Featured Research

from universities, journals, and other organizations

Light, chemistry, action: New technique to target skin cancers?

Date:
April 11, 2011
Source:
University of Hull
Summary:
Targeted photodynamic therapy can completely eradicate some models of cancer, according to the new research.

Targeted photodynamic therapy can completely eradicate some models of cancer, according to the latest research by UK and Swiss scientists, published in the current issue of the British Journal of Cancer.

The team -- including researchers from the University of Hull and ETH Zurich -- linked light-sensitive molecules with antibodies that target tumour blood vessels. When irradiated with light, the molecules create particles known as reactive oxygen species, which in high numbers cause irreparable damage to cells.

By ensuring the light-sensitive molecules were targeted at the tumour blood vessels, the researchers could starve the tumour of oxygen and nutrients and cause it to disappear completely, with no re-growth during the following 100 days.

"There are already drugs in clinical use which target tumour blood vessels, but these only inhibit growth rather than completely kill the tumour," explains Dr Ross Boyle, from Hull's Department of Chemistry, who designs and creates the light-sensitive molecules used in the research.

"By using this form of targeted photodynamic therapy, we were able to completely kill the tumour in our models. Though this is still a long way from being used on patients, it does hold exciting potential for the treatments of some of the most common skin cancers."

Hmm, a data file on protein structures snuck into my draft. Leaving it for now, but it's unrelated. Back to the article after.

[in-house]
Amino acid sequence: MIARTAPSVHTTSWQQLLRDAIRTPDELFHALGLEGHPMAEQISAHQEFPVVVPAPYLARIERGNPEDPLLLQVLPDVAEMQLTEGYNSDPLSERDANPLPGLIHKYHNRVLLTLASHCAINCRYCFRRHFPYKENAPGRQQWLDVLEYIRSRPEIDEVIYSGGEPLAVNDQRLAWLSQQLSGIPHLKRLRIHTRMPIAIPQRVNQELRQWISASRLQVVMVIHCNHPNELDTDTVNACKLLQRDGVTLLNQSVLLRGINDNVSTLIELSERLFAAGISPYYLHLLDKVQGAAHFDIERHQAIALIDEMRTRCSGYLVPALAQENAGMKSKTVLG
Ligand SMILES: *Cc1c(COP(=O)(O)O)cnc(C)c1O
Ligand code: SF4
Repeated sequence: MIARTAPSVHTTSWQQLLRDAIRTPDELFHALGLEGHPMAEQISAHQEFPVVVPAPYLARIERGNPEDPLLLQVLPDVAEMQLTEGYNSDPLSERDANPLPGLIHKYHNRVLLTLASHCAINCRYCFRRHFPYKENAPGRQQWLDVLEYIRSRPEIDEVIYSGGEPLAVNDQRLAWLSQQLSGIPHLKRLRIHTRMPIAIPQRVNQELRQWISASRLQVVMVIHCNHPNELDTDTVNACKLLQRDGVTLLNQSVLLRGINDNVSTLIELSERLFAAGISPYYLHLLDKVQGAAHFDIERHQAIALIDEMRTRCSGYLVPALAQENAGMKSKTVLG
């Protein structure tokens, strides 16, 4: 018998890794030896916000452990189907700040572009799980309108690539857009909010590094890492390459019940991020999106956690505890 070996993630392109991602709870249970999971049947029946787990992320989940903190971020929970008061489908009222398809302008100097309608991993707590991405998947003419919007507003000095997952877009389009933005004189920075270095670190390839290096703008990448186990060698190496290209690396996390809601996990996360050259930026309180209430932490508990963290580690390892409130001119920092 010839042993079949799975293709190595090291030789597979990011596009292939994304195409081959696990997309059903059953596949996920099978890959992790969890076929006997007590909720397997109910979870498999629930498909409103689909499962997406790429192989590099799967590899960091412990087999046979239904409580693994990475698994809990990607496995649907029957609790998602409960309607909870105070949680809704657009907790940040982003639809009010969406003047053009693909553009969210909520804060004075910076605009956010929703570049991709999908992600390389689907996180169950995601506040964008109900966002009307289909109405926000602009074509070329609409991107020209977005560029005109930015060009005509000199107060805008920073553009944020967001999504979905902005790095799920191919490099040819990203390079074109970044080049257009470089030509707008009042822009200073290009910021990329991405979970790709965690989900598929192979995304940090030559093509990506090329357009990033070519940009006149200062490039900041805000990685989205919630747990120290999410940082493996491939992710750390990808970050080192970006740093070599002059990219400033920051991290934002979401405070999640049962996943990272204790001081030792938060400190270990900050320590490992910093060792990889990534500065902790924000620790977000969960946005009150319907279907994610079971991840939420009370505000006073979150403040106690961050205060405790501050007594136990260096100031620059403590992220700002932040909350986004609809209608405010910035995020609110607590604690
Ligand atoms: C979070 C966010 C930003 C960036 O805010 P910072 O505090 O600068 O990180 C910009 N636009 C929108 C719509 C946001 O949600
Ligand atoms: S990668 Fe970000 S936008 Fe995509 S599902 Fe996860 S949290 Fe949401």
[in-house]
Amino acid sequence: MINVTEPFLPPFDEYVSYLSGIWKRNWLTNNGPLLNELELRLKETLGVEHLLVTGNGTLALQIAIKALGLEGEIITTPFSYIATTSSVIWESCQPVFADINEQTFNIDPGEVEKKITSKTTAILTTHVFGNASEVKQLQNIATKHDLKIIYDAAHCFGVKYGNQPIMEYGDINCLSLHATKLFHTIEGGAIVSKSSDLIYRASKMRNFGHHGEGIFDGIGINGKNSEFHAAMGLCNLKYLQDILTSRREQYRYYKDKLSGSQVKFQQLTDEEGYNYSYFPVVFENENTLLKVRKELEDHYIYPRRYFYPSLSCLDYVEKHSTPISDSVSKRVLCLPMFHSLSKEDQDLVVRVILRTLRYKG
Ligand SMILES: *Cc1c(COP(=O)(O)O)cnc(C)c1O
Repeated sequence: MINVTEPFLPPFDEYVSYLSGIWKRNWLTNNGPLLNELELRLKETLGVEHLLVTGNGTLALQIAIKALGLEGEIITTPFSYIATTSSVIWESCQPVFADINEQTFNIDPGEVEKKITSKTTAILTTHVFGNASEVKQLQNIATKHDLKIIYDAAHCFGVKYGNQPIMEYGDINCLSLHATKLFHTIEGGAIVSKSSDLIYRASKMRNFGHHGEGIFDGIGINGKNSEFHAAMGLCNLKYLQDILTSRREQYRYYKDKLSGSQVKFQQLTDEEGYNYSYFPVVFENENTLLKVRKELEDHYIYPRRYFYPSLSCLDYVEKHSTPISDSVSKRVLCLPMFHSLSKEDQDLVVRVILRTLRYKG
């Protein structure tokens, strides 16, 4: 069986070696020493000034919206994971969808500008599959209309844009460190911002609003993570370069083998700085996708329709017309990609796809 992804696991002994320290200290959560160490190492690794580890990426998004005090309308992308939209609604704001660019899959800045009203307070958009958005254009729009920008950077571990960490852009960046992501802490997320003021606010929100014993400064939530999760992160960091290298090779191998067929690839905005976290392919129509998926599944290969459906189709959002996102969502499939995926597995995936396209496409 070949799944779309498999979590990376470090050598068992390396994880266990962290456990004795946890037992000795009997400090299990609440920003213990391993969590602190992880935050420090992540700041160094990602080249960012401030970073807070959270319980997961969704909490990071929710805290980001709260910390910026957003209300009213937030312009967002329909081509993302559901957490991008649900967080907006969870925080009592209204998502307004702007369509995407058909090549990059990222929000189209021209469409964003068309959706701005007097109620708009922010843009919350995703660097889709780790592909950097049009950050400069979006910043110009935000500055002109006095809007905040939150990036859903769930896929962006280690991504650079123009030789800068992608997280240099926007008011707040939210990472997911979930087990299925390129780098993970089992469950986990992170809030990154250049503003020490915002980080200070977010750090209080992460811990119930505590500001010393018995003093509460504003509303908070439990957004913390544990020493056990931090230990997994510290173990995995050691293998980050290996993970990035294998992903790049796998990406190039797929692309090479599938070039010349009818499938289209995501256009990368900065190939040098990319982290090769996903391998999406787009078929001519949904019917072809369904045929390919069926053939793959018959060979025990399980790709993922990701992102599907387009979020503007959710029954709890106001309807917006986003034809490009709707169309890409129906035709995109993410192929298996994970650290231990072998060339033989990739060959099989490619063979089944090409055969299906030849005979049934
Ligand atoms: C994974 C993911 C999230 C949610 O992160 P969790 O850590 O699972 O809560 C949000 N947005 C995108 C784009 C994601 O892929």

However, the tumour was only completely eradicated when 'natural killer cells' -- a key part of the immune system -- were present. When the production of these was blocked, the tumour reduced in size, but did not disappear. The team believe further research is needed to determine the exact role of the immune system in the process.

Targeting light-sensitive molecules to a tumour site ensures that the treatment should be more effective even at smaller doses, improving outcomes and reducing potential side effects to patients. The technique could potentially replace more invasive forms of treatment such as surgery and radiotherapy.

Dr Boyle and his colleagues are now applying for further funding to move the research closer to clinical trials.


Story Source:

The above story is based on materials provided by University of Hull. Note: Materials may be edited for content and length.


Journal Reference:

  1. A Palumbo, F Hauler, P Dziunycz, K Schwager, A Soltermann, F Pretto, C Alonso, G F Hofbauer, R W Boyle, D Neri. A chemically modified antibody mediates complete eradication of tumours by selective disruption of tumour blood vessels. British Journal of Cancer, 2011; 104 (7): 1106 DOI: 10.1038/bjc.2011.78

Cite This Page:

University of Hull. "Light, chemistry, action: New technique to target skin cancers?." ScienceDaily. ScienceDaily, 11 April 2011. <www.sciencedaily.com/releases/2011/04/110411103713.htm>.